The United States has a tradition of public demonstrations and civic activism. Since the last HDIM, there has been a marked increase, even for an election year. Much of this can be attributed to efforts to address historical racial injustices and advance justice reform. In July, the United Nations Special Rapporteur on Freedom of Peaceful Assembly and Association visited ten of our cities and met with government officials and civil society. We await the Rapporteur’s final report. My government remains committed to respecting peaceful assembly and association, which protect journalists and individual bloggers reporting on public assemblies. All OSCE participating States, including our own, must safeguard these democratic rights.
In many participating States, the exercise of peaceful assembly and association is subject to undue and serious restrictions.
Kazakhstan’s law on public assembles is highly restrictive. Authorities seldom approve permits for demonstrations critical of the government. Following April protests against proposed land reforms, Kazakhstan preemptively arrested dozens of journalists and activists to prevent them from participating in additional protests. Two organizers are still in detention. We call for their release.
In Russia, local officials selectively deny permission to assemble or offer alternate venues that are inconveniently located. The law provides heavy penalties for engaging in unsanctioned protests.
In Belarus, authorities discourage demonstrations, disperse them, minimize their effect, and punish the participants. Only registered political parties, trade unions, and NGOs may request permission to hold a demonstration of more than 1,000 persons. Thus, the undue restriction of one right – freedom of association – leads inexorably to the undue restriction of another – peaceful assembly.
In Azerbaijan, while the government approved recent rallies against proposed constitutional changes, we are disappointed by reports of harassment and detention of activists and journalists before and after the rallies. We are also concerned that the proposed constitutional changes in Azerbaijan would further constrain Azerbaijanis’ already limited ability to assemble freely and peacefully. As noted by the Venice Commission, the constitutional reform is being conducted without any parliamentary involvement, and within a tight time frame that does not enable sufficient public debate. We urge the government to immediately release those detained while exercising or attempting to exercise their fundamental freedom of peaceful assembly, and note with concern the Venice Commission’s finding that the proposals for constitutional change consolidate power in the hands of the president and make the executive even less accountable.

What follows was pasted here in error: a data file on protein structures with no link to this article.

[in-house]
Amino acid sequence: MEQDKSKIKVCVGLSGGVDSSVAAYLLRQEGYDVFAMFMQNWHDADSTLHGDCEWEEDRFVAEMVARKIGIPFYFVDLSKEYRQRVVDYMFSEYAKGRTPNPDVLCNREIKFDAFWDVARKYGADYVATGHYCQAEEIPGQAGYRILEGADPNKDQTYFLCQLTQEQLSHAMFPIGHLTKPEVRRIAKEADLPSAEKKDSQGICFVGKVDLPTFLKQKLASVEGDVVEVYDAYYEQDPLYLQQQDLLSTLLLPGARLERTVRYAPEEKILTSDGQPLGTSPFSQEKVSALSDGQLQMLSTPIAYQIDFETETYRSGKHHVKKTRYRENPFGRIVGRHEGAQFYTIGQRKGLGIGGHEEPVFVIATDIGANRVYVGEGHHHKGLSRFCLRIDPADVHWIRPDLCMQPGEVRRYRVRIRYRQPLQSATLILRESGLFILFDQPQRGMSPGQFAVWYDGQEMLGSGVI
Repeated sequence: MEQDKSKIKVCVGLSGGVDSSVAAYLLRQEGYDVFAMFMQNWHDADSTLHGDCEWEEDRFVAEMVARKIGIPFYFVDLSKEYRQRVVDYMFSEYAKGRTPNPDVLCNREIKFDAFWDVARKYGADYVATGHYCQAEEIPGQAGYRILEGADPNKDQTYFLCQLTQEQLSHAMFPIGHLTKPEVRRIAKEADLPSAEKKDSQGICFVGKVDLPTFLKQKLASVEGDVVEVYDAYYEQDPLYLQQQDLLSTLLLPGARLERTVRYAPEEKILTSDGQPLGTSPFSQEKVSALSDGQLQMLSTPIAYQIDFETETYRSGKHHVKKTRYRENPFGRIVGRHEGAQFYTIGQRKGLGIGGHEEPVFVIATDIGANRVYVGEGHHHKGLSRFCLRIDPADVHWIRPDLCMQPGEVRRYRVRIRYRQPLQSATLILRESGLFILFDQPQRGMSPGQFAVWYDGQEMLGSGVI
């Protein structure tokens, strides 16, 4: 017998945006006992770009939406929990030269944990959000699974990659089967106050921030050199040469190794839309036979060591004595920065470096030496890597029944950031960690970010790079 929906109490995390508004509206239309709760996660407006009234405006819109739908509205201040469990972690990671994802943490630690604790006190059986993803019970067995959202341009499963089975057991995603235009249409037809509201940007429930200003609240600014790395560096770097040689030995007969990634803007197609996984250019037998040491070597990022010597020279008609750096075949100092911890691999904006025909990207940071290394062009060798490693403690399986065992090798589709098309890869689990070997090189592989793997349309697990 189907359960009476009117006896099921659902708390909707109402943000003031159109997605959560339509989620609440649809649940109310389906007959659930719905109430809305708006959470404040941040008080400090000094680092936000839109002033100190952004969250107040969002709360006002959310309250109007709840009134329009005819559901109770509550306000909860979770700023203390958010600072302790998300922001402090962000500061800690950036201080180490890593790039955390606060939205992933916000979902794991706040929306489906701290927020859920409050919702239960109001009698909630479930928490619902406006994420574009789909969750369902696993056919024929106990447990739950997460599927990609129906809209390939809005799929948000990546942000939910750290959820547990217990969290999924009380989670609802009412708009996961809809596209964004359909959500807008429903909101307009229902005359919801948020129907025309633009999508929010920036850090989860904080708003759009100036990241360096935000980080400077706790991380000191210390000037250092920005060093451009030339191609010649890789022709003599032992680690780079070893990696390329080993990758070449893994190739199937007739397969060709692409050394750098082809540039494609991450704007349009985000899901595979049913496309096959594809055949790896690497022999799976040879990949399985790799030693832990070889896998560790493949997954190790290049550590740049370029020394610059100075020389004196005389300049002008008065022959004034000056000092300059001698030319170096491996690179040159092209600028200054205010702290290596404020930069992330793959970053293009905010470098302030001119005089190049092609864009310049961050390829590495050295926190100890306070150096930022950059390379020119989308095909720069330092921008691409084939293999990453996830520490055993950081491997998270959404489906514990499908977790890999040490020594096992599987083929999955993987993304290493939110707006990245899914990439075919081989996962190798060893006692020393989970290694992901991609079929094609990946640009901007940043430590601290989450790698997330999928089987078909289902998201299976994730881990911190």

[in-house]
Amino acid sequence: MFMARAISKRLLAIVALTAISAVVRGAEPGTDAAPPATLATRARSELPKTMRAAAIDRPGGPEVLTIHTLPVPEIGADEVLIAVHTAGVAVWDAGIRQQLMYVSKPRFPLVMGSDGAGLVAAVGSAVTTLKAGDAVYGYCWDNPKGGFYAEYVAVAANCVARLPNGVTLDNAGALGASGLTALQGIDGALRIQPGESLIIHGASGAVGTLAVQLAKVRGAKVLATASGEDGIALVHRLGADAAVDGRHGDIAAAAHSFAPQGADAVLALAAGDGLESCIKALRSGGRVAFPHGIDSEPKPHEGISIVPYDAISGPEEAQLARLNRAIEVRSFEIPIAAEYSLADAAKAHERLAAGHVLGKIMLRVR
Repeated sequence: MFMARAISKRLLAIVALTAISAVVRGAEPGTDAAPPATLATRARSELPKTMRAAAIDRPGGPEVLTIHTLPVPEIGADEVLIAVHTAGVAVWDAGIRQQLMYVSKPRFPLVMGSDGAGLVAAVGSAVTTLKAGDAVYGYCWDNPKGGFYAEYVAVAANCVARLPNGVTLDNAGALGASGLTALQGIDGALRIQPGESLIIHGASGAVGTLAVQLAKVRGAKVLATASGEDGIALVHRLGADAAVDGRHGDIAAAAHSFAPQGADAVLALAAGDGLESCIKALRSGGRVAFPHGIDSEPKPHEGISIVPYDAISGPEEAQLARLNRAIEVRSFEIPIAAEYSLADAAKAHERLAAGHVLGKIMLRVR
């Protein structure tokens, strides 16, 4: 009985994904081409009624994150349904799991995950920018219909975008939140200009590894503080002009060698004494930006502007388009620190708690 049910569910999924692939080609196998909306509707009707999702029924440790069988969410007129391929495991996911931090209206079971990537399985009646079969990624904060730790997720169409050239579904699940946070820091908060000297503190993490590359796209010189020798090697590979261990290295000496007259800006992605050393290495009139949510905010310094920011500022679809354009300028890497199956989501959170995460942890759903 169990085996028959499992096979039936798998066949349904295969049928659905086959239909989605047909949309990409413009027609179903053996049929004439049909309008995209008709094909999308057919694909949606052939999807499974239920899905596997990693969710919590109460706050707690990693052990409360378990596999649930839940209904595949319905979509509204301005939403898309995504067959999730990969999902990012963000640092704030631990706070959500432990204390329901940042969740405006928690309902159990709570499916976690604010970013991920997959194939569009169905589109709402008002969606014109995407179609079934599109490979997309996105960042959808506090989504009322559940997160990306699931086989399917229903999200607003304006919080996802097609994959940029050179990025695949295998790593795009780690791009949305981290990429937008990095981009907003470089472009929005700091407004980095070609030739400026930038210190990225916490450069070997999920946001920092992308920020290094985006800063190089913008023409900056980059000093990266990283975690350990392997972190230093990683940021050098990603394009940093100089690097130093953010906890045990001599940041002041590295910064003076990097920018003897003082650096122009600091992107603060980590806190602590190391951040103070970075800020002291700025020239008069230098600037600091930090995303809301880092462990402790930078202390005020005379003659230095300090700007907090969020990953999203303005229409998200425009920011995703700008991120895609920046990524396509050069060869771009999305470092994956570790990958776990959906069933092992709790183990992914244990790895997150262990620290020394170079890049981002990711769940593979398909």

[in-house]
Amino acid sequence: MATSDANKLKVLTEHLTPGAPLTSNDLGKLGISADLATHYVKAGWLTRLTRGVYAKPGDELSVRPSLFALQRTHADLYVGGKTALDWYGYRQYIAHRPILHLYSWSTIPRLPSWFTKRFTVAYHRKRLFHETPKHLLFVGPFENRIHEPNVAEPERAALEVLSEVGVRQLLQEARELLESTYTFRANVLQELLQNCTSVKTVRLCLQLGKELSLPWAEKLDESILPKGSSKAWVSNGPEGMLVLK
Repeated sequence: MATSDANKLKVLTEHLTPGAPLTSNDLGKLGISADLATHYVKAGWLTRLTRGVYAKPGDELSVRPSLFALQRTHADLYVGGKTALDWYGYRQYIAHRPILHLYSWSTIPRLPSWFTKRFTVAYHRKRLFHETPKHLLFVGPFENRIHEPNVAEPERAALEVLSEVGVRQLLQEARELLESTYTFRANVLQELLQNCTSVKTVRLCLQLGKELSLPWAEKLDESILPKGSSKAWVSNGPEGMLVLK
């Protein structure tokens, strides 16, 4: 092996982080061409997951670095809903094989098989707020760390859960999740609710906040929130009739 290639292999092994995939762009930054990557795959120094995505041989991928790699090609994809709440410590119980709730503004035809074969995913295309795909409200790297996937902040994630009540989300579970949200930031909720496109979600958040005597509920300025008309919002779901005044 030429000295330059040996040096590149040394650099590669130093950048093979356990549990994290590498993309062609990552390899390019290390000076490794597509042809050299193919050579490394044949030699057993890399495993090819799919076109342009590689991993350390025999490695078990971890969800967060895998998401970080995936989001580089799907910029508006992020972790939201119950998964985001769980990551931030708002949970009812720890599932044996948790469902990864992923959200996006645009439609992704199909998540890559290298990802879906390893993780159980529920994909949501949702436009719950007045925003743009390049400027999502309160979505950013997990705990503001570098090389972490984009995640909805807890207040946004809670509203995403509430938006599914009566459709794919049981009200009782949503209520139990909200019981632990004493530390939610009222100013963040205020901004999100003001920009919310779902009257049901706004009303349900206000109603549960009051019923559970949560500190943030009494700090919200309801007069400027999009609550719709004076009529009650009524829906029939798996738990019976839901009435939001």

Threats and violence are not acceptable means to achieving lasting political change in Armenia and we condemn any use of violence by protestors. At the same time, we remain concerned by the excessive use of force by the police in Armenia to disperse peaceful protesters in late July, and are disturbed that journalists appear to have been targeted in these peaceful events. Two opposition figures remain in detention and face criminal charges for “organizing mass disorders.” We call for their release.
We are also troubled by official resistance in a number of participating States to events in support of the human rights of LGBTI persons. In Russia officials upheld a 2012 decision to ban all gay parades in Moscow for 100 years. In sharp contrast, in Ukraine police ensured the safety of its first ever Pride Parade in Kyiv.
In February, human rights activist Anita Mitic was charged with breaking Serbia’s public gatherings law for organizing a commemoration of the Srebrenica genocide.
Finally, an increasing number of countries are introducing limitations on peaceful assembly and association in the context of states of emergency. The 1991 Moscow document condemned “unreservedly forces which seek to take power from a representative government of a participating State against the will of the people as expressed in free and fair elections and contrary to the justly established constitutional order.” The Moscow document also noted, however, that “a state of emergency may not be used to subvert the democratic constitutional order, nor aim at the destruction of internationally recognized human rights and fundamental freedoms.”
As prepared for delivery by Ambassador Michael Kozak, Head of Delegation, OSCE Human Dimension Implementation Meeting, Warsaw